How ISO contributes to sustainable action

In 1992 the idea of sustainable development was placed on governmental and business agendas at the first “ Earth Summit ” – United Nations Conference on Environment and Development (UNCED) in Rio de Janeiro. To mark the 20th anniversary of this conference and the run-up to the third “ Earth Summit ”, otherwise known as Rio+ 20, it is only fitting that this first issue of ISO Focus+ for 2012 be devoted to sustainability.

Long before it became fashionable to be “ sustainable ”, ISO had already begun preparing the ground by setting up Strategic Advisory Groups, organizing international conferences, and devoting its 2005-2010 Strategic Plan to the theme of sustainable development. In the two decades between the summits, ISO’s portfolio of standards has not only increased to foster growth, support innovation and provide a solid base for economic sustainability, but also to broaden the scope of its work in the area of social and environmental performance translating the global desire for a sustainable world, into practical actions that achieve positive results.

Today, ISO’s portfolio of nearly 19 000 standards provide business, government and society with solutions in all three dimensions of sustainable development – economic, environmental and societal.

ISO standards are crucial to sustainable development, as they are a key source of technological know-how, including for developing countries and economies in transition. They are invaluable in helping countries develop their economies and build capacities to compete on global markets.

The majority of ISO’s catalogue of standards build economic confidence and efficiency, a key factor in any discussion on sustainability.

At the environmental level, standards support good environmental practice and information, energy efficiency and the dissemination of new, eco-friendly and energy performance technologies.

At the social level, standards contribute to consumer protection, safety at work, healthcare, security and other social interests which may require technical or management standards for related products and services.

It is clear that International Standards provide one of the most effective and pragmatic ways of bridging the gap between regions, countries and people to work together towards mutually beneficial goals.

We have a common mission in the development and dissemination of standards that can help to improve the lives of people everywhere, protect our environment and provide vital support for economic growth.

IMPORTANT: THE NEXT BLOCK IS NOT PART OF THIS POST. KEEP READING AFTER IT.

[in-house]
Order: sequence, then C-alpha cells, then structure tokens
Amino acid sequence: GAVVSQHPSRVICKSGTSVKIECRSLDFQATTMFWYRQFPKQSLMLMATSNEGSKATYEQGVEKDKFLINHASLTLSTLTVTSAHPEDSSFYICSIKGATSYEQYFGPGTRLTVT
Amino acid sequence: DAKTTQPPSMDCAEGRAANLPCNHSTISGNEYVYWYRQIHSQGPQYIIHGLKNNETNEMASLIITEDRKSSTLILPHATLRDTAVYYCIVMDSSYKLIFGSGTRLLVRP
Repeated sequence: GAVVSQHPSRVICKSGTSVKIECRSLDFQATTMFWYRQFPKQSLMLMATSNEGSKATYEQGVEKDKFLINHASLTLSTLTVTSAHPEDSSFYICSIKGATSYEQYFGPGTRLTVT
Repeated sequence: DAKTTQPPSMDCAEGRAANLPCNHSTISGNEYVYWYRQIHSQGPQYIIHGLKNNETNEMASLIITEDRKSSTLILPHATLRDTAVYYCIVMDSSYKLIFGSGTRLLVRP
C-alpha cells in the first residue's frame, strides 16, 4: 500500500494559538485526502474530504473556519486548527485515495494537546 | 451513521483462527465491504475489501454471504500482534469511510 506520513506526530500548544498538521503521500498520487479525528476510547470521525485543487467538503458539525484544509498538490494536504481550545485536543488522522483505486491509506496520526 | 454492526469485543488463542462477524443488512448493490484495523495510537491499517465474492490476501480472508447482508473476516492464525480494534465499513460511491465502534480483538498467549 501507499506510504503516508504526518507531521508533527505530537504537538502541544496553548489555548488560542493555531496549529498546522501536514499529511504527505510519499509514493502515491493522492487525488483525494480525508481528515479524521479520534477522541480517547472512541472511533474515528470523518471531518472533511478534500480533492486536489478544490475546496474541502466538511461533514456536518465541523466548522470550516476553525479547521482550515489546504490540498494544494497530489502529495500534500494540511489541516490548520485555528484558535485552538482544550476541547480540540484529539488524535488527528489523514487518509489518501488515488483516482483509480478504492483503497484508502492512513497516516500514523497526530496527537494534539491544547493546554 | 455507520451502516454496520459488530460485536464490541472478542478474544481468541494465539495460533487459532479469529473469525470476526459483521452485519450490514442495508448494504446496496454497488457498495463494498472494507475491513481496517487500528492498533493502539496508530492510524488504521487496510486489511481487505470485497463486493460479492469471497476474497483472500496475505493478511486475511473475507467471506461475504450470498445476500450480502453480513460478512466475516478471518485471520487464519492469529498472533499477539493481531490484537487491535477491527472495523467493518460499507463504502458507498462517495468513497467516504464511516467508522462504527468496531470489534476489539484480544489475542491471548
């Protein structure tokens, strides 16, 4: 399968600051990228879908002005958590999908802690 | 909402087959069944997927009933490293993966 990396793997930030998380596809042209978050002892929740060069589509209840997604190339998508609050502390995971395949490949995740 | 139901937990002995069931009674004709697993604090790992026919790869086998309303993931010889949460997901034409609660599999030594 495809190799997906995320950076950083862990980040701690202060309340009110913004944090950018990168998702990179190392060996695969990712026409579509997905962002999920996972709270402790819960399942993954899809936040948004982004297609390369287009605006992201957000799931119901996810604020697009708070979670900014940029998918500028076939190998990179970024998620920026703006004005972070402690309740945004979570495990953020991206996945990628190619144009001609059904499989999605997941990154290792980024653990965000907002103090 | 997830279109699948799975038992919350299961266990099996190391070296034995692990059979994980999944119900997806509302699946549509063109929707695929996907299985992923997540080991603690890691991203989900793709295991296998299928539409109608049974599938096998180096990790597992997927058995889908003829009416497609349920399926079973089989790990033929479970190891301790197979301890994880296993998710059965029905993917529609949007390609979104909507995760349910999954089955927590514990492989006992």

In this ISO Focus+ issue, leaders from four international organizations which contribute to the world’s sustainable development agenda and participate in the ISO system, share their views. In their respective commentaries, the Global Reporting Initiative (GRI), the United Nations Global Compact (UNGC), the United Nations Environment Programme (UNEP), and the International Institute for Sustainable Development (IISD) underline the unique role that ISO holds on the world stage and the importance of ISO standards as a base of practical solutions for sustainable action.

ISO is continuing to seek ways to demonstrate how we can help provide technical solutions and guidance to achieve long-running sustainability both in the standards we develop and the increasingly complex linkages between traditional industrial sectors and with new partners in the sustainability debate. For example, we are developing a guide for addressing sustainability in standards that technical committees will be encouraged to use for the benefit of all, regardless of industry sector.

Let me conclude my comment by emphasizing the importance of a global strategy, a strategy based on commitment that will move us from a theory of development, to one of practical and concrete actions, where performance translates into results.

At the start of 2012, I think that the much-awaited Rio+20 Conference could act as a catalyst for action. International Standards can and are already providing a pragmatic way to help to realize the hopes and aspirations of those involved in the sustainable development agenda. Linking economic growth and sustainability to meet the needs of both developed and developing economies is needed in these uncertain times, and to this must be added environmental sustainability and societal equity. It is not a matter of “ OR ”, it is a matter of “ AND ”: we need economic AND environmental AND societal sustainability. Perhaps 2012 will be seen as a time for less talk and more action that is pragmatic and the result of consensus, such as that provided by International Standards.

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